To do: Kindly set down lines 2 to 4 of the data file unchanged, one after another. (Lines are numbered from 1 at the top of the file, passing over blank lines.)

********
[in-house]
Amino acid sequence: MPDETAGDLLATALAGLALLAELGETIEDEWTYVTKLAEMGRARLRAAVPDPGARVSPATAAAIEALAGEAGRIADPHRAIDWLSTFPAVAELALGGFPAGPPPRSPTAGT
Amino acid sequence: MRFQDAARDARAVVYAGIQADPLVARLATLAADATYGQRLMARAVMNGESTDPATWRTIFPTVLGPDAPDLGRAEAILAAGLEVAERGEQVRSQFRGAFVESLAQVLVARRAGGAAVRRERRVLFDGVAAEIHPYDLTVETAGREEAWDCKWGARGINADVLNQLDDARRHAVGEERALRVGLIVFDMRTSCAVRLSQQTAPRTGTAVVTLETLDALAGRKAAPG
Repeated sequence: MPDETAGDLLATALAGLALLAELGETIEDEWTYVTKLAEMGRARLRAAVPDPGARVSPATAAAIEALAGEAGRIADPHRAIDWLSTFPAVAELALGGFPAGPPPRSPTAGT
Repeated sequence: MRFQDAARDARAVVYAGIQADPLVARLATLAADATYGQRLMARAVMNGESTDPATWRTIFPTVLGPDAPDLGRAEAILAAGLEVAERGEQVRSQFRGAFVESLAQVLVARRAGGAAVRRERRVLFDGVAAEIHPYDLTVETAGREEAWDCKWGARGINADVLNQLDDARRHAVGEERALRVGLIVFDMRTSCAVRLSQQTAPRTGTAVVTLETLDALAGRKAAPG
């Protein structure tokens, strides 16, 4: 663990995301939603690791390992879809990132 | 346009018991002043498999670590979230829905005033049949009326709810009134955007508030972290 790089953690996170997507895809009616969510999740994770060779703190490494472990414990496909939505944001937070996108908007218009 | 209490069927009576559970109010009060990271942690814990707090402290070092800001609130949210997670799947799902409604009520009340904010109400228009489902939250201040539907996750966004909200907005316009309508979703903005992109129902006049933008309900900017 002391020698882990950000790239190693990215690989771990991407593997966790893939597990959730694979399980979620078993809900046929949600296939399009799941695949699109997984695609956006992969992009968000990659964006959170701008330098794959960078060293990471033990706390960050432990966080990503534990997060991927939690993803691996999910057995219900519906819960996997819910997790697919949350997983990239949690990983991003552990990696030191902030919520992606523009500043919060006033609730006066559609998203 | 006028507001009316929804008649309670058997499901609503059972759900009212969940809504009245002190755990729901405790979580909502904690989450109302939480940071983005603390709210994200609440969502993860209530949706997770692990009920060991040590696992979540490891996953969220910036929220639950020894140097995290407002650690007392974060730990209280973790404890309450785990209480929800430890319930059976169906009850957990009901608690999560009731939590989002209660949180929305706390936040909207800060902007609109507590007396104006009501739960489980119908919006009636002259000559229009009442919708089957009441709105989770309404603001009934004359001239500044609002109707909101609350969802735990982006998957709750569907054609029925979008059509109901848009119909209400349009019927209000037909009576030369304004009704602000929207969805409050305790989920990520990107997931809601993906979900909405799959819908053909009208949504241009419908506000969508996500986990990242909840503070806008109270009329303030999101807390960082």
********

Amino acid sequence: MPDETAGDLLATALAGLALLAELGETIEDEWTYVTKLAEMGRARLRAAVPDPGARVSPATAAAIEALAGEAGRIADPHRAIDWLSTFPAVAELALGGFPAGPPPRSPTAGT
Amino acid sequence: MRFQDAARDARAVVYAGIQADPLVARLATLAADATYGQRLMARAVMNGESTDPATWRTIFPTVLGPDAPDLGRAEAILAAGLEVAERGEQVRSQFRGAFVESLAQVLVARRAGGAAVRRERRVLFDGVAAEIHPYDLTVETAGREEAWDCKWGARGINADVLNQLDDARRHAVGEERALRVGLIVFDMRTSCAVRLSQQTAPRTGTAVVTLETLDALAGRKAAPG
Repeated sequence: MPDETAGDLLATALAGLALLAELGETIEDEWTYVTKLAEMGRARLRAAVPDPGARVSPATAAAIEALAGEAGRIADPHRAIDWLSTFPAVAELALGGFPAGPPPRSPTAGT